How to Budget Part II: Calculating a Cushion

how to budget How to Budget Part II:  Calculating a CushionYesterday we discussed the reasons why you need to live within your means and some of the excuses we use for why we’re not doing it.

Today, I’ll assume you are on board with figuring out how to spend less than you make.  The next question becomes how much less should you spend than you make? – aka – your cushion.

Saving

Personally I think you should start out with a minimum target of a 30% cushion.  That would mean that all of your expenses (not savings) would total 70% of your income.

Example:   If you earn $1000 per pay period, your spending for that same pay period should be $700 or less.

Everyone has a different idea of what your income to expense ratio should be; however, to me a good rule of thumb is

  • 70% for spending,
  • 10% for retirement,
  • 10% for college accounts, and
  • 10% emergency/vacation/big purchase.

If you are spending less than this, then great!  You will meet your goals that much faster.  However, any smaller cushion and you are at risk for not being able to retire, not being able to fund your kids’ college, or not being able to recover from an unexpected expense (job loss, major car repair, new roof, medical expense, etc.).

That being said- each person  has different goals, different incomes, and different lifestyles.  I imagine that my ratio suggestion may be different if we were talking a $1 Million annual salary than if we’re considering $100,000.  A college account would get funded much faster at 10% of a million dollars/year than $100K/yr.    Then again if we’re considering a $30K/yr salary and the need to support a few children, it may be nearly impossible to meet this 30% cushion.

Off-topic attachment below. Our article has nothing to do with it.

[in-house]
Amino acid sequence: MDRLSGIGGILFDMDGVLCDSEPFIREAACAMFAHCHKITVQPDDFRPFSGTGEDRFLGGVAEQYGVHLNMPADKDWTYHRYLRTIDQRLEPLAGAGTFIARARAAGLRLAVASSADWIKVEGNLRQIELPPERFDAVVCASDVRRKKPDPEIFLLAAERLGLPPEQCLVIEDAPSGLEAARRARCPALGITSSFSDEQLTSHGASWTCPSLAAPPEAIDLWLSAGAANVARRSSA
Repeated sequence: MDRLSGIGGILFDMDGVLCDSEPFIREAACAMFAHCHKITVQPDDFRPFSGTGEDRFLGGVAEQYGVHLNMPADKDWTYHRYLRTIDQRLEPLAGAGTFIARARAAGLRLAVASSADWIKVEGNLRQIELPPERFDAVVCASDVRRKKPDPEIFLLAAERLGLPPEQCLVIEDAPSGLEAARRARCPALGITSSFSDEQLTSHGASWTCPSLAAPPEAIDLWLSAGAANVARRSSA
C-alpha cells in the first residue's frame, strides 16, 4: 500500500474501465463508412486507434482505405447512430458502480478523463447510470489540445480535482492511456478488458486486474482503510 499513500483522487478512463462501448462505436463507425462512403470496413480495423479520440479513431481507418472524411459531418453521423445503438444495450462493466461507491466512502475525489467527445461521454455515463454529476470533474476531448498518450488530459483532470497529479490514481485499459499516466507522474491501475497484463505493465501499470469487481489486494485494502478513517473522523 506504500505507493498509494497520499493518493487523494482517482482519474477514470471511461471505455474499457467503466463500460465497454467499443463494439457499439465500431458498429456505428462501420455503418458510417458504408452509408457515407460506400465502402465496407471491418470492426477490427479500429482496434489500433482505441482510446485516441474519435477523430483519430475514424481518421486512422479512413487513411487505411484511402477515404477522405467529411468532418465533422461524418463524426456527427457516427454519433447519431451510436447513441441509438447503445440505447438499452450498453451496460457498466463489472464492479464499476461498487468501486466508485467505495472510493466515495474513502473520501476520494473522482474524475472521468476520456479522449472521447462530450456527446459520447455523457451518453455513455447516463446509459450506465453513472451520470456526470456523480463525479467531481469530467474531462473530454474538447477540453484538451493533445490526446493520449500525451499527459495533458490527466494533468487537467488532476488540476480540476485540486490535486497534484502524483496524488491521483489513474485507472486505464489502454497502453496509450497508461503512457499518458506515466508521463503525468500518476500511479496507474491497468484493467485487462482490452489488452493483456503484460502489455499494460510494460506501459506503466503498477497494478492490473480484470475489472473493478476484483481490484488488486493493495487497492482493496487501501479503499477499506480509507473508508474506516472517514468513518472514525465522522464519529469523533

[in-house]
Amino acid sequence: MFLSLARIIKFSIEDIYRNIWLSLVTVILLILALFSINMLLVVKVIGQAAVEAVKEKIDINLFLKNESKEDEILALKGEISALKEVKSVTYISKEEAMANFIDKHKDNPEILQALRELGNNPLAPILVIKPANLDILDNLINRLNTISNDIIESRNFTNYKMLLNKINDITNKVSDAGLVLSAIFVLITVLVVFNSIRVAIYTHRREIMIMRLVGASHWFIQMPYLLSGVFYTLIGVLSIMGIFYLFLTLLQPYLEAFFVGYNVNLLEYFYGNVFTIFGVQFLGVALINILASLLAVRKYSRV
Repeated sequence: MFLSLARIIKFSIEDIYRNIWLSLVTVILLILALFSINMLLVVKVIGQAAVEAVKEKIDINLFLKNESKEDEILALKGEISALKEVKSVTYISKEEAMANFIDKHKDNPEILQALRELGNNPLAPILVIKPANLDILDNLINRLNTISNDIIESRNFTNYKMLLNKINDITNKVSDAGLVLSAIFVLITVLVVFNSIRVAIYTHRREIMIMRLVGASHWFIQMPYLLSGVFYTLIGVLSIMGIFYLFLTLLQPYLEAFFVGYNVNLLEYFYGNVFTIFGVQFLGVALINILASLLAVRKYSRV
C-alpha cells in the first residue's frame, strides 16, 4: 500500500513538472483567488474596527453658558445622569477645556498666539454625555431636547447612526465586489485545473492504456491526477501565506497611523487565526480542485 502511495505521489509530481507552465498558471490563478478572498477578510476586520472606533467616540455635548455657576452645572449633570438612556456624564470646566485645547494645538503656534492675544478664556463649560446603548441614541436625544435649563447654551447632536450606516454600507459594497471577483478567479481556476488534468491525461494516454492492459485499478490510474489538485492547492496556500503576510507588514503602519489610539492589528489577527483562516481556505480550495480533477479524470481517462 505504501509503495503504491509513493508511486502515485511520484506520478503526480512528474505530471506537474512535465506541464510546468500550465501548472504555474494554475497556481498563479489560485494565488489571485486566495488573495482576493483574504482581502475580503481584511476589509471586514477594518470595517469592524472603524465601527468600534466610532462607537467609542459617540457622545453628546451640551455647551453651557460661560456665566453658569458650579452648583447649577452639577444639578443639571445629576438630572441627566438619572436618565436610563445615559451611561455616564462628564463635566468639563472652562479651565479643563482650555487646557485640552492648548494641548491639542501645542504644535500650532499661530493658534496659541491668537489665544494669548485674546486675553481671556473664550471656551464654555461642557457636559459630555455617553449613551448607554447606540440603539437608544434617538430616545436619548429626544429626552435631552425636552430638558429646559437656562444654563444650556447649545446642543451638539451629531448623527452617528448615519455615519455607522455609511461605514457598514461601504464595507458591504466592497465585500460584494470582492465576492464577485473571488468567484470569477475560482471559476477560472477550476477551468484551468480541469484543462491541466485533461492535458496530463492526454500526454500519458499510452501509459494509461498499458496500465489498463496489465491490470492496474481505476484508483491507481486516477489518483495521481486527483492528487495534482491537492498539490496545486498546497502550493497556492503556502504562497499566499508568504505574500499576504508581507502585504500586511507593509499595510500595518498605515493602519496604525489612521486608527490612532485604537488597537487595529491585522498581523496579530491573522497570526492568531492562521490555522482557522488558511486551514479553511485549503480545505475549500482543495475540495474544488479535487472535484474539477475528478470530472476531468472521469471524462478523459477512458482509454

However, as a starting point, 30% is a solid cushion to aim for and can usually be achieved (regardless of your income) if you are vigilant and intentional with your money.   And even if your income is higher and these ratios mean you’ll meet some of your savings goals more quickly, why not just put the extra into retirement and maybe knock a few years off of your retirement age?  It is very easy to blow any “extra” money on daily Starbucks, too many clothes, dinners out, etc. if you don’t have a target cushion in mind.  A “cushion” goal helps keep your spending reasonable and allows you to spend the rest of your income guilt free.

Is your cushion goal different than my 30% recommendation?

Stay tuned for tomorrow’s discussion - Identifying Needs & How Much They Should Cost

4 Responses to How to Budget Part II: Calculating a Cushion

  1. [...] be helpful for anyone though – not just those with debt.  Tomorrow’s topic is your income and how much cushion you should have between what you make and what you [...]

  2. I think you’re missing one thing…donating. Our budget includes 10% for donations. Otherwise, looks amazing!
    Sugar Loco – Jenny recently posted..On the edge – Brownie BrittleMy Profile

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